The Dorchester's florist on why flowers add emotional depth to luxury lifestyle - Spear's Magazine
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The Dorchester’s florist on why flowers add emotional depth to luxury lifestyle

The Dorchester’s florist on why flowers add emotional depth to luxury lifestyle

The eminent florist Philip Hammond, tells Zak Smith about the ‘transient’ but powerful form of artistry he relishes.

In the the world of luxury living, be it a Kensington townhouse, Ferretti yacht or Mayfair hotel suite, there is one constant, never demanding too much attention, but ever-present, beautifying its surroundings and adding a touch of personality: flowers.

Often overlooked, but by the discerning few quietly admired, good flowers can make a room complete, add character to a wedding and make a home feel special, and no one knows this better than Philip Hammond, head florist at The Dorchester.

‘The famous urns at the front of The Promenade at The Dorchester are a significant weekly investment by the hotel,' he says. 'They make such an impression when you arrive at the hotel and have helped build our reputation for great floristry. Flowers do this, they make an impression.’

Hammond took the traditional path to becoming a florist, starting local and working up to major international clients. As one of the UK’s brightest up and coming names in the world of floristry, he has kitted out private jets, sent arrangements to celebrities and helped define the Dorchester’s floral aesthetic. The hotel clearly provides the perfect canvas for an adventurous florist to work his magic.

‘The Dorchester is one of the world’s best hotels, and I’m so lucky to be able to work with its wonderful interiors, creating displays with a gentle nod to the tradition and heritage of the hotel.’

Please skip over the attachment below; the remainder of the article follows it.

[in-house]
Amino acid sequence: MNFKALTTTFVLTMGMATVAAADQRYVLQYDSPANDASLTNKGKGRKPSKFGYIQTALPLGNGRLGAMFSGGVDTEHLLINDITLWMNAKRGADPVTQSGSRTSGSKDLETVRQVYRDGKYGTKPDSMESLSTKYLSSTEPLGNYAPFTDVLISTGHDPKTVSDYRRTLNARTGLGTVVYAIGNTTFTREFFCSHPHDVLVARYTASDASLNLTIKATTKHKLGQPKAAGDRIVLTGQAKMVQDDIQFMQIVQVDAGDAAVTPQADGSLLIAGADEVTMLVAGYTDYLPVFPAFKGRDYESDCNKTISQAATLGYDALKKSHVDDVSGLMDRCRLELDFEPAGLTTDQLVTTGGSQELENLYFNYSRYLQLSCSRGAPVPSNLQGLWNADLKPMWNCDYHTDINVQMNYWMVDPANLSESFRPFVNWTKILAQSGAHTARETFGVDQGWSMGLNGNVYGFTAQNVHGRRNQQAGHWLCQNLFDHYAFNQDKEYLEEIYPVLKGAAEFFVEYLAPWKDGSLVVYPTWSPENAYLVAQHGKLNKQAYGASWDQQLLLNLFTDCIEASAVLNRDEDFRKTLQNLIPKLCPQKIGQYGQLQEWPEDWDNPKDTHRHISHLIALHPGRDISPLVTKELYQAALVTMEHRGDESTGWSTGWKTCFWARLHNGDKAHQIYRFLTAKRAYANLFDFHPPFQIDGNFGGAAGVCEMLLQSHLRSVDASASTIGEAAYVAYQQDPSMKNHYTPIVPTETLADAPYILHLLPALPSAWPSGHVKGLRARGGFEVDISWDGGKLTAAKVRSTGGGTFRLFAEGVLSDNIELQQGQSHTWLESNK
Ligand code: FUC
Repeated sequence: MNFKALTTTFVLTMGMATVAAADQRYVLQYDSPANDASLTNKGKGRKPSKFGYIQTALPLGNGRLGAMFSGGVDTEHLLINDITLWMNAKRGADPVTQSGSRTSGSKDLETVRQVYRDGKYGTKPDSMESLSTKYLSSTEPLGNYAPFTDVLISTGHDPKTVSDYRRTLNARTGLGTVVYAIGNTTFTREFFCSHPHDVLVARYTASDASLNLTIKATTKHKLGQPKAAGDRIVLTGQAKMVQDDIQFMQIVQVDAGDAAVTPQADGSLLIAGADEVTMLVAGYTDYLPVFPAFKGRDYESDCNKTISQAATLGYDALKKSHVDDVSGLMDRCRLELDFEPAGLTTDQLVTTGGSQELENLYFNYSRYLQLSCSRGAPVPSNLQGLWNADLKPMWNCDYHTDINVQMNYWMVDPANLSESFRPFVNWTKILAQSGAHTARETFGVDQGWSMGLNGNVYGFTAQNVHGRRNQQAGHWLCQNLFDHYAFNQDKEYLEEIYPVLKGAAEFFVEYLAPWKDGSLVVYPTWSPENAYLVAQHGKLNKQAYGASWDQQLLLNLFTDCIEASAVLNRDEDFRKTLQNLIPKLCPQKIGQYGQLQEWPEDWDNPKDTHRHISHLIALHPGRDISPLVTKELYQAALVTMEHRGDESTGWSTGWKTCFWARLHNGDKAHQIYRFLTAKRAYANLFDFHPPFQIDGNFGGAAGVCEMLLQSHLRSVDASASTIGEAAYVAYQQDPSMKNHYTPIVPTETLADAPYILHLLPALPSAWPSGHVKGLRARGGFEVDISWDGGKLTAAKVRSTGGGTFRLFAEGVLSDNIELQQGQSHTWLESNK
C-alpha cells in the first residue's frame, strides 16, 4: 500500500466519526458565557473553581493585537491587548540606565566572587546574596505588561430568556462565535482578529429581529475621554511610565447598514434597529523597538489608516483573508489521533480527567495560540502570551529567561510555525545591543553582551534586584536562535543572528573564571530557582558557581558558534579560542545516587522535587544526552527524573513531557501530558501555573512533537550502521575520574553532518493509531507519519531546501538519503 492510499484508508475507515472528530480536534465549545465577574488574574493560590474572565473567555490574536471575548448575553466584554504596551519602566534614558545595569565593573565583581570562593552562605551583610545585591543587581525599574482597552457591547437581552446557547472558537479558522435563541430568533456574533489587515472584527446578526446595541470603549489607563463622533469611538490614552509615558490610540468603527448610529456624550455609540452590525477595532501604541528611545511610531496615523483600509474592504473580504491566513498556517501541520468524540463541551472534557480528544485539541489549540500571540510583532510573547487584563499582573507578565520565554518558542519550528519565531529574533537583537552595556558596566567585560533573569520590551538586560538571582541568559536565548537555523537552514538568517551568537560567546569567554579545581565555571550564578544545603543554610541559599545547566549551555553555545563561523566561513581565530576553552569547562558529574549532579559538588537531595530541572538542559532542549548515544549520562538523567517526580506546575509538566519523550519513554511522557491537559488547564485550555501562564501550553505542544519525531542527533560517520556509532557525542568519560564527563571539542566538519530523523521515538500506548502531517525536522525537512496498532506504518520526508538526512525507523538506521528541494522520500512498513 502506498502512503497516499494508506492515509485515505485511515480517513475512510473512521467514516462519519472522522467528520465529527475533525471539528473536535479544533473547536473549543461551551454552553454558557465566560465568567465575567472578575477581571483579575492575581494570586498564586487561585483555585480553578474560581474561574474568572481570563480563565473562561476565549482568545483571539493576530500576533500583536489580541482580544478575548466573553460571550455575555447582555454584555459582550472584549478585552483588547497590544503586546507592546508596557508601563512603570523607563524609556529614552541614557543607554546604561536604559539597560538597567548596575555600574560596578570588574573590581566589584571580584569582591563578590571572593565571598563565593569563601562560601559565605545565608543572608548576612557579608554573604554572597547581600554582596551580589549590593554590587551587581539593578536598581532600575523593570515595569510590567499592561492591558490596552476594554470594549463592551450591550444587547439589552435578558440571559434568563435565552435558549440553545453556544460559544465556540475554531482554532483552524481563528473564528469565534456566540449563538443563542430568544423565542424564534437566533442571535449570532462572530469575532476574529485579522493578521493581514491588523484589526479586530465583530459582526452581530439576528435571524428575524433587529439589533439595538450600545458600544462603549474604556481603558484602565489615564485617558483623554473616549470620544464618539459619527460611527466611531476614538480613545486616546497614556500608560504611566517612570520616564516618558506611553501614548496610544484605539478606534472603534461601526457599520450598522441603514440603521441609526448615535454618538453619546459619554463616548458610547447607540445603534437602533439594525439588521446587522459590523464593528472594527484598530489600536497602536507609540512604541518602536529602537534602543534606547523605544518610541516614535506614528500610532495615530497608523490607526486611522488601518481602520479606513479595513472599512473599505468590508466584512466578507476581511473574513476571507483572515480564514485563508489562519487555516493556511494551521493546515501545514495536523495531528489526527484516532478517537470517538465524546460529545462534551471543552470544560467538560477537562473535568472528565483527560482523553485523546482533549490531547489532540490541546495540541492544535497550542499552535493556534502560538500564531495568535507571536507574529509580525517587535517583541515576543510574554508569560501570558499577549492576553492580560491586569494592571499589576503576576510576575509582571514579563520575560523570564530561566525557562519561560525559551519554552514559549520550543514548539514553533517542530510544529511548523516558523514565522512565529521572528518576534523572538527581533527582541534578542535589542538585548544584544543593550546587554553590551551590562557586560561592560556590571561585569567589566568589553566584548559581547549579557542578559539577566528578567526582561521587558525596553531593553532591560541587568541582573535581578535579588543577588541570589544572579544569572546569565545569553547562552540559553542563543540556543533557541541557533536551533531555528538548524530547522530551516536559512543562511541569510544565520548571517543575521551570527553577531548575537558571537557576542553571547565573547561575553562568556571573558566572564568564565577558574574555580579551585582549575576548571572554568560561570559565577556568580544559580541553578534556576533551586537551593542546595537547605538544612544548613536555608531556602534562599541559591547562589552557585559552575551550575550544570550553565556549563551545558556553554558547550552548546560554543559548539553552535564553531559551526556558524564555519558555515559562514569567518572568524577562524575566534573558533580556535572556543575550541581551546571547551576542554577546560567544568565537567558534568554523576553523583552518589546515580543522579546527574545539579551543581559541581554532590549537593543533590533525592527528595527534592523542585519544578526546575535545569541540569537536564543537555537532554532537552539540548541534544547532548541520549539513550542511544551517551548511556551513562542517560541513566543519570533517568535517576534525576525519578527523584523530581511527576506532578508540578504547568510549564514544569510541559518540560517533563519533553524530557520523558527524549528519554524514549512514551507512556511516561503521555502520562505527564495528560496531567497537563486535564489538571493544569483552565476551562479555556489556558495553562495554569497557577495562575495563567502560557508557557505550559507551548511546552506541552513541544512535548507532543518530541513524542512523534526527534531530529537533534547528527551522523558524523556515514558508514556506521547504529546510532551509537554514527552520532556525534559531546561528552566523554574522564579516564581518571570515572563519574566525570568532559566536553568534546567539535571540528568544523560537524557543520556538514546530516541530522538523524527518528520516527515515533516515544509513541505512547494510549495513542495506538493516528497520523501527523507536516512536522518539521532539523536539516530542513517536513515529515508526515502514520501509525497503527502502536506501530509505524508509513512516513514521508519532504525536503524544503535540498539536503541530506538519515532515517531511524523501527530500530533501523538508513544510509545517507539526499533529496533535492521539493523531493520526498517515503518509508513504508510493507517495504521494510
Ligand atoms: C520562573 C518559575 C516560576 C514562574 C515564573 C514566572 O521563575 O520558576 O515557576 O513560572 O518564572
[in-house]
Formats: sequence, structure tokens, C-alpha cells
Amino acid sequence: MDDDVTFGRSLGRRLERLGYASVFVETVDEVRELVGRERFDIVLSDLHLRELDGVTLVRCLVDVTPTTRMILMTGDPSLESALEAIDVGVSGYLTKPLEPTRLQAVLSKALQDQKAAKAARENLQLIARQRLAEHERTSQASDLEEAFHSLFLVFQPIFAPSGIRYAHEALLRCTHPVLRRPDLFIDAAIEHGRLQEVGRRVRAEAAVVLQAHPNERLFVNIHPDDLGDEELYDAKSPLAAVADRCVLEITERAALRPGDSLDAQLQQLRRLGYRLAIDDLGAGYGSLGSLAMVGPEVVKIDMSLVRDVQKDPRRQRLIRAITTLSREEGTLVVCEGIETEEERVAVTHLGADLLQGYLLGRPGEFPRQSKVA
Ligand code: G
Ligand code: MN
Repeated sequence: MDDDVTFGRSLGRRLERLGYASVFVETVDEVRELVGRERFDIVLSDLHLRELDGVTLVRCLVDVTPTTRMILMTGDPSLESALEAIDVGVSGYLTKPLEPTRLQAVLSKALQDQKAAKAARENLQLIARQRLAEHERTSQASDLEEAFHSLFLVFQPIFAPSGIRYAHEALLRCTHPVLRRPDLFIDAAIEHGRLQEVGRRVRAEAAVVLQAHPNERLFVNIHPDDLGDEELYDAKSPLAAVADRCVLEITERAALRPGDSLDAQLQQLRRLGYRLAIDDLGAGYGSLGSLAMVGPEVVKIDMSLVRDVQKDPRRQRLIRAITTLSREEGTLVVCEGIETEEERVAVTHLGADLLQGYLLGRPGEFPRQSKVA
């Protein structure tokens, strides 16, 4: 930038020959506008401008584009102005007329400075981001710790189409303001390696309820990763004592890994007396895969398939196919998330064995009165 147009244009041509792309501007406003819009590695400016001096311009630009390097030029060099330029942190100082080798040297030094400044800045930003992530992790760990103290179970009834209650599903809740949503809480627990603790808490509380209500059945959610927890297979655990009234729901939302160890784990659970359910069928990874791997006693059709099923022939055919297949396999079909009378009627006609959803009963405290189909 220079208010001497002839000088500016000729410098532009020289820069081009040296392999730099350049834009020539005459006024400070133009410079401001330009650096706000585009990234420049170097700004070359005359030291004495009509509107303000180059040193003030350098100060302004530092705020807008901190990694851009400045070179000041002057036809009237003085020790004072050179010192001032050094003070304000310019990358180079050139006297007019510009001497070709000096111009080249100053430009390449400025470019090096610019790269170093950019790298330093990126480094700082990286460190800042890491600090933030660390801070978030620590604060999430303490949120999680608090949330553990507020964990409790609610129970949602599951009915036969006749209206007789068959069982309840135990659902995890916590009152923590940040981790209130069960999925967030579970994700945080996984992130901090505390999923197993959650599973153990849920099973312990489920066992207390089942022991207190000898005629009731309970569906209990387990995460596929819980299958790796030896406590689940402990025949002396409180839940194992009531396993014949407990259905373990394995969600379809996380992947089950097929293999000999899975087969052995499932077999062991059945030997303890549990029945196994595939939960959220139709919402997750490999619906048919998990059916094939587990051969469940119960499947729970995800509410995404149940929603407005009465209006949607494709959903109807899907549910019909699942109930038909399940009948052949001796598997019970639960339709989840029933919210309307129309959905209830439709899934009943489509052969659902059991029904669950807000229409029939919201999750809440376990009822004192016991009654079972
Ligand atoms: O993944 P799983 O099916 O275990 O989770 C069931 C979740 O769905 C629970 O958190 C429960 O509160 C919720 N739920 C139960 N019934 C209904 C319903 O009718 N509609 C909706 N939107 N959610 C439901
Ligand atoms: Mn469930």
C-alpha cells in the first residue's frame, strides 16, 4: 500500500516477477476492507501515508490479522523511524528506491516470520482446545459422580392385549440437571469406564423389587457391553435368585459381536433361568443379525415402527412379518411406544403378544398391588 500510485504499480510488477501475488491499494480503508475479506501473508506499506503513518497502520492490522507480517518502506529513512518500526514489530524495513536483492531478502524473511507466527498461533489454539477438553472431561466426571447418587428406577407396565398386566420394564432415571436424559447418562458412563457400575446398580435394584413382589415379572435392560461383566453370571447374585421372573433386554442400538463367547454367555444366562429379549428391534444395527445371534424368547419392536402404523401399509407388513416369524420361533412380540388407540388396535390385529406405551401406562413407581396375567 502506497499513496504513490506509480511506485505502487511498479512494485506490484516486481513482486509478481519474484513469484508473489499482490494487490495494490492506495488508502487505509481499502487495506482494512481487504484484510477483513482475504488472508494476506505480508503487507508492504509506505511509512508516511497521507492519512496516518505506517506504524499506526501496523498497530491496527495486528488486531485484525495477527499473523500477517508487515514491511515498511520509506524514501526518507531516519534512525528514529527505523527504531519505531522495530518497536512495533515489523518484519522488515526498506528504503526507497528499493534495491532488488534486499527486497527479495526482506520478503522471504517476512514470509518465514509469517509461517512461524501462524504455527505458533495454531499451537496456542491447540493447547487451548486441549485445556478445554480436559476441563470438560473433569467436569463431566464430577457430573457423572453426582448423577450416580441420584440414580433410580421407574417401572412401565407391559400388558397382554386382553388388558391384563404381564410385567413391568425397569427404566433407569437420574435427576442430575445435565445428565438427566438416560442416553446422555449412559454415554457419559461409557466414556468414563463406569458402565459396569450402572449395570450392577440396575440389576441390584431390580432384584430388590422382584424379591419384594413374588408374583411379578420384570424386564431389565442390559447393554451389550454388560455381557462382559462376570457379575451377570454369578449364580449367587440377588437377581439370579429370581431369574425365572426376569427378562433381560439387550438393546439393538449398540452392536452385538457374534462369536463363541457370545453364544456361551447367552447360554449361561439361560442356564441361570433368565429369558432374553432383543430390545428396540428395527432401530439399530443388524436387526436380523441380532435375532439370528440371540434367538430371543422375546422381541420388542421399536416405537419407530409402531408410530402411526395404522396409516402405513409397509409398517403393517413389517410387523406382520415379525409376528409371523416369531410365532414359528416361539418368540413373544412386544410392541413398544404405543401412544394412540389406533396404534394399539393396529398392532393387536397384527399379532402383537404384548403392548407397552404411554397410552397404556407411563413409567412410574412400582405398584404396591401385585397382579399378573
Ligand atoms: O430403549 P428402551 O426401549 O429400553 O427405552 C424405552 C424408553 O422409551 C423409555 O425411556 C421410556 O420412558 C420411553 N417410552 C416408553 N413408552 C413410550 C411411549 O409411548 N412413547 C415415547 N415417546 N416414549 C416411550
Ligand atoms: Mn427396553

So what about flowers makes a room go from ordinary to special?

‘I like to compliment the room I’m working in with my flowers; they should make a statement but at the same time be elegant and understated. It’s all about knowing when enough is enough,' he says. 'Flowers can also transcend mere decoration – for example: flowers are often the most personal element of a wedding or event, particularly the choice for a bouquet - they communicate a truly special message.’

The work of a good florist can be spectacular but can their bouquets and wedding displays actually be considered art in their own right?

‘I think that's probably a question for those enjoying our floristry! If it is art then it is fleeting and transient, as flowers unfortunately don’t last forever. It is certainly a skill knowing how to choose the right colours and arrangement for different people and occasions, and reflecting current trends. At the moment, the latest trend is muted colours, with many of our clients looking to incorporate British flowers. I was selected as one of the designers for British Flowers Week this year –I’m proud to support British flowers where possible.’

After speaking with Hammond, it is evident that, irrespective of his passion for floristry, flowers have immense power aesthetically and emotionally. Their intentional use can shape our environment far more than most pay attention too. So what does a florist hope to achieve with their arrangements?

‘To make the client smile when they see the flowers, that’s the ultimate approval that you got it right.’



 

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